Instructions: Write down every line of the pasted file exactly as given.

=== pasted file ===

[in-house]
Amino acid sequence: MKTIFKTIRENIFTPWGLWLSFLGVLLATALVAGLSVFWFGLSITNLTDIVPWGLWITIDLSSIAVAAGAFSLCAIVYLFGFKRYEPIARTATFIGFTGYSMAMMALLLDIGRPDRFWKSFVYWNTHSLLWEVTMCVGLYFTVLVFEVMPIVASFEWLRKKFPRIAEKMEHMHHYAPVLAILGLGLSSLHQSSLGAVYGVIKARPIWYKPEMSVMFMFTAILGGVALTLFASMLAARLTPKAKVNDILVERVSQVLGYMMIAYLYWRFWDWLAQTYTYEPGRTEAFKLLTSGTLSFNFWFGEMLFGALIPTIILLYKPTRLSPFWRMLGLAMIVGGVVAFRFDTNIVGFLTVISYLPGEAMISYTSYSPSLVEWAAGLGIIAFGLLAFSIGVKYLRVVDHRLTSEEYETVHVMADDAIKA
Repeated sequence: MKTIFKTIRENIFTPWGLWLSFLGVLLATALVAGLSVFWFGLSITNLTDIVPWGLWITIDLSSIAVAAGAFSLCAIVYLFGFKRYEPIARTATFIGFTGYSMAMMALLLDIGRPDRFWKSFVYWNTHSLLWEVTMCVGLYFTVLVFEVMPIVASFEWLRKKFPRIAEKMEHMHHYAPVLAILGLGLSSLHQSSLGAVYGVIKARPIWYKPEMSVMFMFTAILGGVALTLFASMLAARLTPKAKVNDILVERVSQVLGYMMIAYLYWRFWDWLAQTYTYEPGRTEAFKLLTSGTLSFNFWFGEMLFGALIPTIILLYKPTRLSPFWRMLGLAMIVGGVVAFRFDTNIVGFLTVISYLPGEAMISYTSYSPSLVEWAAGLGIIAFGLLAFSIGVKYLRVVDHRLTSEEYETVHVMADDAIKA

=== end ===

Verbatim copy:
[in-house]
Amino acid sequence: MKTIFKTIRENIFTPWGLWLSFLGVLLATALVAGLSVFWFGLSITNLTDIVPWGLWITIDLSSIAVAAGAFSLCAIVYLFGFKRYEPIARTATFIGFTGYSMAMMALLLDIGRPDRFWKSFVYWNTHSLLWEVTMCVGLYFTVLVFEVMPIVASFEWLRKKFPRIAEKMEHMHHYAPVLAILGLGLSSLHQSSLGAVYGVIKARPIWYKPEMSVMFMFTAILGGVALTLFASMLAARLTPKAKVNDILVERVSQVLGYMMIAYLYWRFWDWLAQTYTYEPGRTEAFKLLTSGTLSFNFWFGEMLFGALIPTIILLYKPTRLSPFWRMLGLAMIVGGVVAFRFDTNIVGFLTVISYLPGEAMISYTSYSPSLVEWAAGLGIIAFGLLAFSIGVKYLRVVDHRLTSEEYETVHVMADDAIKA
Repeated sequence: MKTIFKTIRENIFTPWGLWLSFLGVLLATALVAGLSVFWFGLSITNLTDIVPWGLWITIDLSSIAVAAGAFSLCAIVYLFGFKRYEPIARTATFIGFTGYSMAMMALLLDIGRPDRFWKSFVYWNTHSLLWEVTMCVGLYFTVLVFEVMPIVASFEWLRKKFPRIAEKMEHMHHYAPVLAILGLGLSSLHQSSLGAVYGVIKARPIWYKPEMSVMFMFTAILGGVALTLFASMLAARLTPKAKVNDILVERVSQVLGYMMIAYLYWRFWDWLAQTYTYEPGRTEAFKLLTSGTLSFNFWFGEMLFGALIPTIILLYKPTRLSPFWRMLGLAMIVGGVVAFRFDTNIVGFLTVISYLPGEAMISYTSYSPSLVEWAAGLGIIAFGLLAFSIGVKYLRVVDHRLTSEEYETVHVMADDAIKA